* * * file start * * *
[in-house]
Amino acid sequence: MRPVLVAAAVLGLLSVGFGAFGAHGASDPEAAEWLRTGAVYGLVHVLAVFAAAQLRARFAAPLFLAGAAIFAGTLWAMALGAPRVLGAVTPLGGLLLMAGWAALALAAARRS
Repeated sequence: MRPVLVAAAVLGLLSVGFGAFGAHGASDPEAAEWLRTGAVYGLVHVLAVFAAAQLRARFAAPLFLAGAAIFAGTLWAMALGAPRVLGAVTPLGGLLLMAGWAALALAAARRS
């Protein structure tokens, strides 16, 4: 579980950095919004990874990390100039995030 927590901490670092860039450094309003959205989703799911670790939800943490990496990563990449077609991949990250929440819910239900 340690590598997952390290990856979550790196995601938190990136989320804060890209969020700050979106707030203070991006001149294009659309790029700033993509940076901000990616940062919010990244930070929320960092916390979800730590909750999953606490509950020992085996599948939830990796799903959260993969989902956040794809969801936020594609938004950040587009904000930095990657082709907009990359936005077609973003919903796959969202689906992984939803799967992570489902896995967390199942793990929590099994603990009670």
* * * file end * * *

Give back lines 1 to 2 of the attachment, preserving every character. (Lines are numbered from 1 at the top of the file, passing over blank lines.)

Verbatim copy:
[in-house]
Amino acid sequence: MRPVLVAAAVLGLLSVGFGAFGAHGASDPEAAEWLRTGAVYGLVHVLAVFAAAQLRARFAAPLFLAGAAIFAGTLWAMALGAPRVLGAVTPLGGLLLMAGWAALALAAARRS